We launched a precision medicine initiative that is focused on using data wisely for every patient individually. It's so amazing that we are finally at this point, and it's one of the most exciting times in my experience that we recognize the value of information in decision-making. For the first time, it feels like information is what it's all about. It's inspirational to see what we can do with that information to advance in science and patient care. We can make quicker, wiser decisions.

Advice

Gianrico Farrugia, MD. CEO at Mayo Clinic (Rochester, Minn.): It's now up to us to design a system where people can seamlessly move among various care models to get exactly the right care at the right time — delivering satisfying patient experiences and better outcomes at lower costs for both individual patients and the nation as a whole. But like a stiff rubber band, once stretched, healthcare will reflexively snap back unless we intervene.

Adrienne Boissey, MD. Chief Experience Officer of Cleveland Clinic: In a sea of technology solutions, if I had to double down on something, and something I'm spending a lot of time on now, it would be deeply understanding who we serve. Technology applied en masse doesn't work for the populations we most need to reach right now. Taking the time to invest in understanding both the patients that you serve — who are they? Who are their personas? Why don't they use virtual? What would they rather use? Do they need a phone call?

Understanding their preferences around access and trust and what empathy feels like for them is a space I really don't know that we've spent enough time in. The same for our own people. We have an opportunity to apply the same principles to our own people. We should know their birthdays. We should know how they like to be outreached to. We should apply that interest and curiosity to our own people as well as the patients we serve. That's my investment.

Darren Dworkin. CIO of Cedars-Sinai (Los Angeles): Our encounters with our patients are often at a time when they are most vulnerable and looking for answers. One of the most helpful technologies we have found to engage patients in their journey with us is real-time information — whether it be test results, viewing a doctor's note or even simply seeing the names and faces of their care team. We have continued to focus on every possible way to get our patients and their families access to real-time information via web portals, mobile apps and even tablets when they are at our facility. We follow the mantra that knowledge is power as we continually seek ways to give our patients access to their medical information.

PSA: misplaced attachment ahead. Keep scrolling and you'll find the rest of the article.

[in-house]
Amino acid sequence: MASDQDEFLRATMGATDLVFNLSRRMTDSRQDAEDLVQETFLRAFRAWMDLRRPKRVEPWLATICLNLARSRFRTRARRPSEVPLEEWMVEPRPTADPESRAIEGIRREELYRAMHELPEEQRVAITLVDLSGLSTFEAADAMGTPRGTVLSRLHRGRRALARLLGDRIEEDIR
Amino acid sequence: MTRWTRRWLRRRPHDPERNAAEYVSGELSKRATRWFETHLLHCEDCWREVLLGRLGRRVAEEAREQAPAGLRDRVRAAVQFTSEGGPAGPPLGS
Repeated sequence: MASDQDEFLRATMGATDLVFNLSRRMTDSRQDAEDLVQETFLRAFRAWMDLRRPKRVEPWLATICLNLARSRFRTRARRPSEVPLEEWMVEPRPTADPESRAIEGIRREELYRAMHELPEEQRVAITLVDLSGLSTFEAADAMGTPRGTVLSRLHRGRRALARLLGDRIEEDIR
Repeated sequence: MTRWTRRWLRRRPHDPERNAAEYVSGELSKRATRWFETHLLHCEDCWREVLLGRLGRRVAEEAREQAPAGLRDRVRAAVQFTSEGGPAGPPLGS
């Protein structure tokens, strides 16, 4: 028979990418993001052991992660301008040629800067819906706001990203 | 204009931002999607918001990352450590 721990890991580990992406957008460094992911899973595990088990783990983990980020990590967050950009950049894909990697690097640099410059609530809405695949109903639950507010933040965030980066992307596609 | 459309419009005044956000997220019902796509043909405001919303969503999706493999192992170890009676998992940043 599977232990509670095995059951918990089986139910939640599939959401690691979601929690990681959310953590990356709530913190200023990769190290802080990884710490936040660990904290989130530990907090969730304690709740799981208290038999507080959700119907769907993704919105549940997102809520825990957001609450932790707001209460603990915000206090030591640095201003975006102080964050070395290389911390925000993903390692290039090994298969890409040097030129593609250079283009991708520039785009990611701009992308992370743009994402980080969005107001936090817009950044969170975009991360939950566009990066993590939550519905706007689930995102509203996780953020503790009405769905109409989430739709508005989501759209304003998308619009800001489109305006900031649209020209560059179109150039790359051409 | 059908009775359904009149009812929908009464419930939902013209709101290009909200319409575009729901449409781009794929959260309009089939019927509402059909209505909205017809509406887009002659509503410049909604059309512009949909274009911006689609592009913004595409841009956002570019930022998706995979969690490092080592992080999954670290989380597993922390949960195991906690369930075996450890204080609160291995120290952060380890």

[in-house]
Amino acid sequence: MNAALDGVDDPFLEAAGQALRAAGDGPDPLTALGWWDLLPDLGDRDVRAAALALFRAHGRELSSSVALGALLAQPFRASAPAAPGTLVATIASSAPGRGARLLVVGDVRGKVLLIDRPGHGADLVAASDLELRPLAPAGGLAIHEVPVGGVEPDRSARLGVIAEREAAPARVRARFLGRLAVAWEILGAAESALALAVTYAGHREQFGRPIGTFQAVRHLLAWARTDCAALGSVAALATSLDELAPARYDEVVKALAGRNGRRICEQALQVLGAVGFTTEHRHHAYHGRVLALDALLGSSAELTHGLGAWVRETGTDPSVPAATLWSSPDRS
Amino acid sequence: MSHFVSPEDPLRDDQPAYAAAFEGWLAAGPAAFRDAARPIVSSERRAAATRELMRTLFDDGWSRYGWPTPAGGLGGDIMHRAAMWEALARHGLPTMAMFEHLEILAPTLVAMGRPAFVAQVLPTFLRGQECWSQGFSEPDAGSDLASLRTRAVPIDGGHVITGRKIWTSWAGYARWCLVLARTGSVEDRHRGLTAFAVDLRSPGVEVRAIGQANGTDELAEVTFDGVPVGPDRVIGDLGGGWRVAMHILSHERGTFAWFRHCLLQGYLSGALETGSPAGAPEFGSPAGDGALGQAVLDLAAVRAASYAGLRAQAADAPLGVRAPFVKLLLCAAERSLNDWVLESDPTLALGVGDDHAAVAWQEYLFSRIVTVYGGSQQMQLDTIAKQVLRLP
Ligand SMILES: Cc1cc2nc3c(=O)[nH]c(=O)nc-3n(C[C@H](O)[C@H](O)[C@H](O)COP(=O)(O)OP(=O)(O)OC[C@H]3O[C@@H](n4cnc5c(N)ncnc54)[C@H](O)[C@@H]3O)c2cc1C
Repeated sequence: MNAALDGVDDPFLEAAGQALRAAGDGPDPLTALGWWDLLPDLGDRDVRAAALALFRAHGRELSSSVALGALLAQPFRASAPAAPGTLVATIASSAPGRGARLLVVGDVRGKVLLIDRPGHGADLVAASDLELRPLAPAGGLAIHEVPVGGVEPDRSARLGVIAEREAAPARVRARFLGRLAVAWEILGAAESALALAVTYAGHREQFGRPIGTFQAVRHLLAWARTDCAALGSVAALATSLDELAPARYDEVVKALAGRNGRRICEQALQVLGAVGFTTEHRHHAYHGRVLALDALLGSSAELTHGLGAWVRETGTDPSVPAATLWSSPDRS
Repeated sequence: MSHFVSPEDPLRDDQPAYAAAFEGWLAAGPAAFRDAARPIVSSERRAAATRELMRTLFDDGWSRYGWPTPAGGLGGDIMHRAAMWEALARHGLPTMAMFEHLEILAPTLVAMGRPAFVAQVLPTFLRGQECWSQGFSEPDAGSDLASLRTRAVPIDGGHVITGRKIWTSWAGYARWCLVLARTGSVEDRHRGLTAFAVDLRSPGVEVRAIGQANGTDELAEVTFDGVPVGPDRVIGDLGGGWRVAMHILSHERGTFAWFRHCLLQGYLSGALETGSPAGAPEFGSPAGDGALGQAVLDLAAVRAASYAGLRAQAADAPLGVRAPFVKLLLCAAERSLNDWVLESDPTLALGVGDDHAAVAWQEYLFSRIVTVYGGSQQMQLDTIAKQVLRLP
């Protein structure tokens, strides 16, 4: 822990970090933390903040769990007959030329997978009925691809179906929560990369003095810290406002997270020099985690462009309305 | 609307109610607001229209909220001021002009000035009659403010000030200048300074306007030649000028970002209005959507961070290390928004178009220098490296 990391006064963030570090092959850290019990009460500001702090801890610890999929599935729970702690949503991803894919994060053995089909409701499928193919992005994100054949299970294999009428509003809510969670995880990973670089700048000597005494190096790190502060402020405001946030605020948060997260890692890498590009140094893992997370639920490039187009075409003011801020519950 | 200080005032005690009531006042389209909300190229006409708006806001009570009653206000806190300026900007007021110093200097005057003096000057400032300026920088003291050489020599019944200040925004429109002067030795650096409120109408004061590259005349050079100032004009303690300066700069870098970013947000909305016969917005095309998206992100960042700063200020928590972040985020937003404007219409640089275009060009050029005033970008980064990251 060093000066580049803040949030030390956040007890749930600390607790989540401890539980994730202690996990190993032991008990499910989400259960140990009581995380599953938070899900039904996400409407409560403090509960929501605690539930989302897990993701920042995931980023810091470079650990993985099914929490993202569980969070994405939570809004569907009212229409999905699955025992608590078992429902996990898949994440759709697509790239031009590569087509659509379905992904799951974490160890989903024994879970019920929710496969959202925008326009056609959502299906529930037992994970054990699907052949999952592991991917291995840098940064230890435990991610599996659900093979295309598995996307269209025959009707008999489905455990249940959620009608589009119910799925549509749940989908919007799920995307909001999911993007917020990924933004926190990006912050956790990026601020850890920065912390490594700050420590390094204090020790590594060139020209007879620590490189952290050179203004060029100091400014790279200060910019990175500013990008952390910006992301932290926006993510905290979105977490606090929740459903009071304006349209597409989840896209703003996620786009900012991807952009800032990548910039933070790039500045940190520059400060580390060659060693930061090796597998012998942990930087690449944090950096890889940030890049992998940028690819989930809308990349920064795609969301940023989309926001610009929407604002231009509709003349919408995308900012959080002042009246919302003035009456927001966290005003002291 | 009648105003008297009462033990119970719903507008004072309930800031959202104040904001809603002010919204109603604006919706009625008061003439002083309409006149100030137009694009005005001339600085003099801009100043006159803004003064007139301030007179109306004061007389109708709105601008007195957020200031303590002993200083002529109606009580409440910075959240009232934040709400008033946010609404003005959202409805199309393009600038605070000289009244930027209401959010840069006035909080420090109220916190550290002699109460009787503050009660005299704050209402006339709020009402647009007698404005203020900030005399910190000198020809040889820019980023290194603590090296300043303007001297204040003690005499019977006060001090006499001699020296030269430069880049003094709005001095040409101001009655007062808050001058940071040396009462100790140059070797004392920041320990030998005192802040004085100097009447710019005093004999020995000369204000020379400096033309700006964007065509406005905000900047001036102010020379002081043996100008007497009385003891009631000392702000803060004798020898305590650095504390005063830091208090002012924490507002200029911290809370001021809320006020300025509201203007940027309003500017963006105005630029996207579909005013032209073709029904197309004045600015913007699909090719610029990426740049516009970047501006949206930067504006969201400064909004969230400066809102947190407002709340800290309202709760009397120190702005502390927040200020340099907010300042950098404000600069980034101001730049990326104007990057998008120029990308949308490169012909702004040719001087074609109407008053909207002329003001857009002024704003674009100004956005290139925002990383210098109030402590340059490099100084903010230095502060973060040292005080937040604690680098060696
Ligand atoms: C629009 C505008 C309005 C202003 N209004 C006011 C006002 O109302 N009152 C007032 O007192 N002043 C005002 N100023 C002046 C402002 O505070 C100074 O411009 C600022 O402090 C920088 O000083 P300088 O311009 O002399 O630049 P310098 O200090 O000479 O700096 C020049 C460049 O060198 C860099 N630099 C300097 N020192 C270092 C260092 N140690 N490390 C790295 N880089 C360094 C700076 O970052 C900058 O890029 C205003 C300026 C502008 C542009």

Andrew Rosenberg, MD. CIO of Michigan Medicine (Ann Arbor): Disruptors should be recognized for their value to disparate employees even if there is some effort to adopt. Disruptive technologies, services and information methods should be immediately identified as valuable and even provide a sense of joy and awe in their use.

Tanya Arthur. Senior Vice President and CIO of Summa Health (Akron, Ohio): Health systems, including ours, will need to think differently. We need to think more like other industries. We are dependent on our reimbursement models, but I think there is significant opportunity to direct how we drive revenue. It's all about reevaluating the whole financial model, thinking more broadly about the value of improved health outcomes and leveraging data to improve care. COVID-19 has been a wake-up call for all of us, and what is in front of us is the opportunity to make significant and sustainable change in ways that will improve the health and wellness of our populations.

More articles on health IT:
Microsoft to deploy tumor detection AI tool in hospitals
HHS makes COVID-19 hospital-level data available for 1st time
15 innovation leaders' most interesting thoughts on health IT in 2020